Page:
The tables are turned when Lymangood starts nosing around, pulling up his own personnel file but finding Frank’s “under repair” and Cochrane’s full of fabrications, throwing doubt on exactly who has access to this information and how it’s being manipulated. Digging deeper, he discovers that Cochrane is currently assigned to Project THOR, a proposal to use military helicopters to quell civil disorder, the ultimate in police militarisation prior to the formation of a police state. Tracking Cochrane to a late-night meeting with members of the Police, State and Justice Departments in the Federal Building, Murphy and Lymangood uncover a conspiracy to foment unrest which would in turn justify the project’s full deployment.
Peering through the closed curtains with thermal imaging as it silently hovers outside, Blue Thunder captures the conspirators first admitting to killing Commissioner McNeely before she exposed them, then deciding to eliminate Murphy before he can do the same, recording the evidence of their high crimes and misdemeanours to the tape in its belly.
It’s Cochrane who finds Blue Thunder’s capabilities have been turned against its creators, opening the curtain to look across the city and finding the helicopter hanging there, immediately realising the conspiracy has been betrayed by the very technology it sought to use against the populace. An argument often advanced in favour of extensive surveillance is that those who have nothing to hide have nothing to fear, but what if those doing the looking themselves have something to hide?
Their first response is to suppress the evidence, thugs tossing Lymangood’s apartment even as he hides the tape retrieved from Blue Thunder, no longer Just Another Fucking Observer but now an active participant in the flow of information, a step which costs him his life. The conspirators issue an APB implicating Murphy in the murder, so he steals Blue Thunder to protect himself and his girlfriend as she delivers the tape to a local TV station even as it casts him as an armed lunatic loose in the sky, its helicopters capturing the action below in another thematic layer of good versus bad uses of technology.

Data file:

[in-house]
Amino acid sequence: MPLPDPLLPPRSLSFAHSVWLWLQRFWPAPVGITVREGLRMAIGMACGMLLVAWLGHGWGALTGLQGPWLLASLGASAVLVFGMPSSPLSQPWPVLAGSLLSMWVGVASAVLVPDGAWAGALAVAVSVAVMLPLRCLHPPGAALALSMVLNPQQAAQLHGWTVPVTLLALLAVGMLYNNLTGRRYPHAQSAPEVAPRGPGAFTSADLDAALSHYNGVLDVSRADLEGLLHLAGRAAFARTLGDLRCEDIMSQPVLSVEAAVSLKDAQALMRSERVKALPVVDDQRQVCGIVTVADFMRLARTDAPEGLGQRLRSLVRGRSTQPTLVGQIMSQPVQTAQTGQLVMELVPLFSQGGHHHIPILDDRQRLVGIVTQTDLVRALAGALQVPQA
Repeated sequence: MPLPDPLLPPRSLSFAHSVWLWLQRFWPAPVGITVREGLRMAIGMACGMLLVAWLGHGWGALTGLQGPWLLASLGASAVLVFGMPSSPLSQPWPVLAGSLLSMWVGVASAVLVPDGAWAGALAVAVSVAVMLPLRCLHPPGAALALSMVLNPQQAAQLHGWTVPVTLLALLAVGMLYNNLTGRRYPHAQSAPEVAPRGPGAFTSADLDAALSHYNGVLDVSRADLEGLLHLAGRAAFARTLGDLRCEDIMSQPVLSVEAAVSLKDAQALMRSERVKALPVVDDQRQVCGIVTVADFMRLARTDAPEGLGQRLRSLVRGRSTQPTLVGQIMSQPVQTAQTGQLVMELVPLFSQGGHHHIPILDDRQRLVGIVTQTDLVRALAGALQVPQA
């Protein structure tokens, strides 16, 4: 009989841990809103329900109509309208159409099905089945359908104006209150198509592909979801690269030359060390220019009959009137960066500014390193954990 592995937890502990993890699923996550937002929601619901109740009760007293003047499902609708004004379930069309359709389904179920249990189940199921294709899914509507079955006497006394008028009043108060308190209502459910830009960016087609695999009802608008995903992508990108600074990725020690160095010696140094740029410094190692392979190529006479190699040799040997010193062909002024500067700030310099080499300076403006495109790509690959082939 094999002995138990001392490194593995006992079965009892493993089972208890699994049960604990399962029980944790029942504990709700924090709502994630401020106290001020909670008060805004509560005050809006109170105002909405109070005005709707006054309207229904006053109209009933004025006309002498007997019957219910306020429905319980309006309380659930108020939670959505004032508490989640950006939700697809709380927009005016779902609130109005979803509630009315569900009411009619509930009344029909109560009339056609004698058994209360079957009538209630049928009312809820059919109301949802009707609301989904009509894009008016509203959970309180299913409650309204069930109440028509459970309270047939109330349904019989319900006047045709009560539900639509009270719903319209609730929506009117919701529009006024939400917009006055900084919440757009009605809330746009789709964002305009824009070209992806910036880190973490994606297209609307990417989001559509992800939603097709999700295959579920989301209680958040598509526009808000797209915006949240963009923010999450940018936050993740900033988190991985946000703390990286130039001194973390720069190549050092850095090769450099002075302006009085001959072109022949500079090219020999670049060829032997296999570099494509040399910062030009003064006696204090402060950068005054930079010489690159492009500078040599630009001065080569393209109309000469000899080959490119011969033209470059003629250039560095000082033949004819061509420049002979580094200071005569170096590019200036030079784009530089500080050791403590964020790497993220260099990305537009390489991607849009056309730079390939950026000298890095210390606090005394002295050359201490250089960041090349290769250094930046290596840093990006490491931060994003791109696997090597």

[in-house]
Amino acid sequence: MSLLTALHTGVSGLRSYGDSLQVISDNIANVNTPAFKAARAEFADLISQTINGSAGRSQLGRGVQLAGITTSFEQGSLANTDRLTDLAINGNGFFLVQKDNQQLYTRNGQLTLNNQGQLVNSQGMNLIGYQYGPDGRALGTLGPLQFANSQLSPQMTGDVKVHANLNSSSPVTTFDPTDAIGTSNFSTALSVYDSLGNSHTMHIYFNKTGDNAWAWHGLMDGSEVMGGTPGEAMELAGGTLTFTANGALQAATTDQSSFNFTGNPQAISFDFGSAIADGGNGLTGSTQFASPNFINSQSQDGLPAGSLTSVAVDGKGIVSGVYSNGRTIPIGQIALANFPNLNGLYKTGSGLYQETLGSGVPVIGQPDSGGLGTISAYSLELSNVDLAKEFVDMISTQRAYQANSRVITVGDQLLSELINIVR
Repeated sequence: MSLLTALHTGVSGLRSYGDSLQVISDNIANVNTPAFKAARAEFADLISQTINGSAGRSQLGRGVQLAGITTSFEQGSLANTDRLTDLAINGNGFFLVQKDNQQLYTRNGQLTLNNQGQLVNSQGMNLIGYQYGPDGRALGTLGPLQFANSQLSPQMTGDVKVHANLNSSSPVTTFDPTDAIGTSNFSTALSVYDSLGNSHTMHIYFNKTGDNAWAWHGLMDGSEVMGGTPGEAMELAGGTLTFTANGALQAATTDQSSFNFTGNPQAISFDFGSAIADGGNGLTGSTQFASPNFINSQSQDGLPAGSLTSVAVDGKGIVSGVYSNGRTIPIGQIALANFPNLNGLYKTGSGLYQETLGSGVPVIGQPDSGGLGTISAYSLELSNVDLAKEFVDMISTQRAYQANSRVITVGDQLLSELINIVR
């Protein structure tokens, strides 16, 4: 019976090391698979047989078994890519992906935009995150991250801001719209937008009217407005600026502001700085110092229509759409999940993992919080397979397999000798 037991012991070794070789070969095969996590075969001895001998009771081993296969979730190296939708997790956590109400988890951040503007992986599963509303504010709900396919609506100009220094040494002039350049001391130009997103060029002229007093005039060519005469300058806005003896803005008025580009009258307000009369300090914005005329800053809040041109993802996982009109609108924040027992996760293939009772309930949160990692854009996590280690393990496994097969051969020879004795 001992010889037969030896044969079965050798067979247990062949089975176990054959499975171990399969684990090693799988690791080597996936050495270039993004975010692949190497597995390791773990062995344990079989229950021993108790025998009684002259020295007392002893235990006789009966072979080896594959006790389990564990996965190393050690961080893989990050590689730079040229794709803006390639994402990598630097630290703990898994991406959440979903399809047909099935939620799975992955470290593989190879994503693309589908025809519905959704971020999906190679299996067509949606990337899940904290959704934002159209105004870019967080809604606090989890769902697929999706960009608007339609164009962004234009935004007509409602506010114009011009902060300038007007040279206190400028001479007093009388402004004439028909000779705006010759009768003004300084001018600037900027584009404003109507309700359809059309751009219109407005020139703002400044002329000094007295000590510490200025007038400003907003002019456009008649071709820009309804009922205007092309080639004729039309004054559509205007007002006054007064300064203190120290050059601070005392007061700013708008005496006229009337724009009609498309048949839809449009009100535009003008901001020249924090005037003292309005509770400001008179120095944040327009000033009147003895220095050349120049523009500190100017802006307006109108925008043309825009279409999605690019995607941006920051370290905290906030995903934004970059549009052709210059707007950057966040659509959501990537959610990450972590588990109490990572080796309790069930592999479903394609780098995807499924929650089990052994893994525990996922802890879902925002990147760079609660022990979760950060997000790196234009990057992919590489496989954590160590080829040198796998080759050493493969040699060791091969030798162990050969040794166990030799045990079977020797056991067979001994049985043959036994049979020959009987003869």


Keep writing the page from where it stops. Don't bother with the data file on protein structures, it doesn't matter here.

The efforts to stop Murphy escalate from regular police, to SWAT teams in helicopters chasing between the bridges of the Los Angeles River, to F-16s firing heat-seeking missiles at skyscrapers, the conspiracy’s desperation only checked when the risk to civilian life is deemed too great. Cochrane, however, is having none of this, and sets out in another heavily-armed helicopter to conduct an old-fashioned shootout above the streets of downtown Los Angeles, ultimately falling prey to arrogance as his military might is defeated by Murphy’s sense of what is right and good.
The pattern of whistleblowing and condemnation is reflected in the real world: Chelsea Manning is due to be released from prison this month after seven years of detainment following her leaking of classified documents relating to US military actions in Iraq and Afghanistan, including gunsight recordings from an Apache helicopter attack on a van in Baghdad remarkably reminiscent of Blue Thunder’s demonstration of an aerial assault on terrorist targets, complete with collateral damage in the form of innocent civilians, some of them children.
Manning’s intention was to show the true cost of modern asymmetric warfare, and to do so she turned to the Wikileaks organisation created by Julian Assange, the subject of Laura Poitras’ new film Risk, making both his and its reputation as a force for government accountability. Regardless of the legalities of her actions or the vilification she received as a mentally unstable traitor, the operations undertaken by governments in our name described in Manning’s leaks raise the same questions as Snowden’s, of the kind of society, the kind of world, we want to live in.
Frank Murphy ultimately destroys Blue Thunder, not wanting to live in a world where such firepower and surveillance capabilities are available to the police. This may seem like a victory, but the genie doesn’t go back into the bottle: there will be other helicopters, other wars, other agendas which challenge both the social contract and the balance between security and privacy, things we can only assess when we know what they are.